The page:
Revisiting the DU Order, 1973 | The Daily Star
12:00 AM, May 12, 2008 / LAST MODIFIED: 12:00 AM, May 12, 2008

Revisiting the DU Order, 1973


Photo: TANVIR AHMED/ DRIK NEWS

An article under the above caption by Dr. Kamal Hossain was published in the Daily Star of April 29. In his write-up, Dr. Hossain mentions the glorious past of Dhaka University in terms of its beautiful campus with magnificent buildings and, more importantly, its high academic standard "which earned for it recognition as a centre of excellence of an international standard."
He goes on to recollect also the social role played by its academia and students in the language movement of 1952, which sowed the seeds of nationalism in this wing of the then Pakistan. He does not forget to touch on the historic role played by the DU teachers and students in the war of liberation of 1971.
Dr. Hossain's tribute to Dhaka University stops there. The learned jurist in the latter part of his narration expresses his utter dissatisfaction at the state of affairs in the universities of Bangladesh today. His views may be summarised as follows.
For the Gono Forum president, the teachers now have egregious appetites for power politics for advancing their narrow self-interest and personal aggrandisement. He bemoans that vice-chancellors and others in powerful positions have acted as instruments of those in power. The net result of all this has led to doliokoron, or politicisation, in matters of appointments and promotions and in awarding of lucrative contracts.
He suggests that "the degeneration of the university of Dhaka through political patronisation in appointment and promotion, admissions and even granting of classes, and the patronisation of arms and party politics which reached deadly proportions in recent years must be seriously addressed."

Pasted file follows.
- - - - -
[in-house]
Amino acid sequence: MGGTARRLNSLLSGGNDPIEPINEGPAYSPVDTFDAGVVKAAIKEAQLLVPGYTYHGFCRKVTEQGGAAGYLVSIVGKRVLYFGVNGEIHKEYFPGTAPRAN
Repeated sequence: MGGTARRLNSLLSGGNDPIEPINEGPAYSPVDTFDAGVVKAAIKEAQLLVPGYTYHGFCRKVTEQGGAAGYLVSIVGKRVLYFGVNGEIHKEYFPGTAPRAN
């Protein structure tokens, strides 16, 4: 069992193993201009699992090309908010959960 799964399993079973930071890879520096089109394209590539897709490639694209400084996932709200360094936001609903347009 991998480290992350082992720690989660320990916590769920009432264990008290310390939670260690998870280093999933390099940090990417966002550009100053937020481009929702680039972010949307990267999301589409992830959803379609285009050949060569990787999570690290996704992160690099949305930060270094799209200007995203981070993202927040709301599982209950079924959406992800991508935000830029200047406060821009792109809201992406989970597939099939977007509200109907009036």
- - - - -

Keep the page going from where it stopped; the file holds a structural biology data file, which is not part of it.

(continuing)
Before we go on further, it would be better to note the tenor of Dr. Hossain's piece. He mentions that institutional autonomy to Dhaka University was granted by the DU order, 1973. It, itself, provided for elections to several bodies and high offices in the university, including that of the vice-chancellor. And the vice-chancellors themselves have become mere tools in the hands of the power that be in the country. This has led to politicisation in the university, ultimately to armed conflicts on the campus, much to the deterioration of the general atmosphere and academic pursuit in this once-famous seat of learning.
To bring back the serenity and congenial atmosphere on the campus, the 1973 DU order which, according to the author of the writing, is the root cause, should be amended -- for which a process of consultation may be taken up. He suggests that the selection to the prestigious position of vice-chancellor may be made by a search committee.
While I do not wish to contradict any part of his review of the working of the DU order, 1973, Dr. Kamal Hossain, who himself is known as a gentleman par excellence, has been, in my opinion, less than kind to the vice-chancellors of the recent past. Rather than myself being embroiled in some such unwholesome controversy, I wish to make some comments on his suggestion of selection of vice-chancellors through a search committee. Here, we may recollect the backdrop against which the demand for autonomy was voiced.
Enjoyment of academic freedom has been very dear to university dons all over the world. The struggle for institutional autonomy started some 800 years ago at the universities of Sorbonne in Paris and Oxford and Cambridge in England.
The universities of the west enjoy institutional autonomy and carry on their affairs the way they choose, although they receive considerable amounts of grants from the respective governments. And the teachers enjoy complete academic freedom. I myself spent some four years at the University of Paris, and I was amazed to see that the universities of France were fully government-funded institutions and, yet, no one ever heard of any governmental action encroaching upon the autonomous character of the universities or on the freedom of the professorial corps in academic decision-making.
It may be recalled that the character of Dhaka University was quite different from other universities of the sub-continent from the very beginning. Not only that it was patterned on the University of Oxford in being an institution of a unitary teaching character and a residential one, its 3-year Honours degree and the tutorial system also differentiated it from other universities.
Interestingly enough, it had an administrative organ, called the Court, on which was vested the supreme legislative power. This body, of which the chancellor was also an ex-officio member, included the professors and readers of the university in an ex-officio capacity. Among its members were elected representatives of the registered graduates and five elected lecturers.